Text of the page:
SnapChat is “worth” more than $3 billion.
Okay, sure, depending on how you define the term worth.
If by worth you mean what some other person is willing to pay for it, then yes, sure. But if by worth you’re referring to the amount of value that might someday be derived from it, well then keep smoking crack. There is a finite window in which the Web 2.0 land grab will continue, and sellers should be thinking about cashing out sooner than later at this stage in the game. Especially now that all the big ones are public and bloated with massive cash war chests and “currency” in the form of obscenely high share prices.
This will not continue indefinitely, it never does. Mark Cuban didn’t wait around to change the world, he took the cash and ran.
The SnapChat kids are adorable, they probably envision a world of tomorrow in which disappearing text messages are worth trillions of dollars and change life and civilization as we know it. Or maybe they think they can break Zuckerberg’s balls for a few more months and eventually extract $5 billion from him as Facebook grows increasingly worried about “losing the younger teens!”
Fun to watch either way. Facebook can afford to pay a few billion for SnapChat and then quietly write half of it down a year from now. What it cannot afford – at least in its own mind – is to let Google get it. Let the insanity begin.
And yes, it’s a mini-bubble effecting and enriching a handful of people, but it’s not yet a full-blown bubble. Also, there’s plenty of skepticism in the media this time around. I was there last time – they were chugging the Kool-Aid like frat boys even as their very jobs were being threatened.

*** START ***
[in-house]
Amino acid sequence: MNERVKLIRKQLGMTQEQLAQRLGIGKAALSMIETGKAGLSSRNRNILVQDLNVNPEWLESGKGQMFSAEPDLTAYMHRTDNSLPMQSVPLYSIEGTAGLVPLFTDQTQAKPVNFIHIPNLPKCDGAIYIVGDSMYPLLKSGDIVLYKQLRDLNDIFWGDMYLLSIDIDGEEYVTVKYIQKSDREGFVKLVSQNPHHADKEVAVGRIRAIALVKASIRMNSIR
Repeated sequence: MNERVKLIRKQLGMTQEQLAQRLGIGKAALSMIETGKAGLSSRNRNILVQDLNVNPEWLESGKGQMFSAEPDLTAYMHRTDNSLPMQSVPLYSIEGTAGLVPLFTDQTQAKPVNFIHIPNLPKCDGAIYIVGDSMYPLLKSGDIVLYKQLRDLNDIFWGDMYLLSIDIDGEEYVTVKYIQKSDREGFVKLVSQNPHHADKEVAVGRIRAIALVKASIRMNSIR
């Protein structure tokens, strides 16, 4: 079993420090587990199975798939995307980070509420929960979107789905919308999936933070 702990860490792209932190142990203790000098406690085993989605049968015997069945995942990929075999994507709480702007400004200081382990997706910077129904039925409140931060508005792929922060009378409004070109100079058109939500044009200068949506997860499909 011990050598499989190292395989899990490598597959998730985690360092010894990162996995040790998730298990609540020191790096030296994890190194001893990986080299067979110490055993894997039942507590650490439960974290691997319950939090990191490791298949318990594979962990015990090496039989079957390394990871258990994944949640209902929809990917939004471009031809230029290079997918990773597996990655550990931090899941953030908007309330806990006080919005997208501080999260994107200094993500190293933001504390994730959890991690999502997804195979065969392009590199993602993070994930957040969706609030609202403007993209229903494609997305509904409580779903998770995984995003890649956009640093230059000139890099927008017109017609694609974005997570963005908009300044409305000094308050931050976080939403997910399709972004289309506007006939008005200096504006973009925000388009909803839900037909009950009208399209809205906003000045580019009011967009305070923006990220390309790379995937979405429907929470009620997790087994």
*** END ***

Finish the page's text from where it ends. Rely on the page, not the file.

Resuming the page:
Here’s the Los Angeles Times this morning:
Snapchat is not even 3 years old. It’s run by a couple of twentysomethings with no prior business experience. And it has never made a cent.
Yet investors are fighting for the opportunity to throw hundreds of millions at the mobile messaging service that is all the rage with teens.
The tiny Venice Beach start-up just turned down a $3-billion all-cash offer from Facebook Inc. And then, according to the Silicon Valley rumor mill, it rejected an offer from Google Inc., this one for $4 billion…
The tech industry may not be in another bubble, said Aswath Damodaran, professor of finance at the Stern School of Business at New York University, referring to the rapid rise and fall of Internet companies in the late 1990s and early 2000s. But these paper valuations are a “form of delusion,” he said.
What is pushing up the price tags? The ability of these companies to draw a fast-growing following of young users, analysts say.
Yes, young users are the key to crazy valuations. If only said young users had a clue as to their value – they might actually ask for a couple of dollars at some point rather than contentedly have their content and identities sheared from them like wool from a lamb.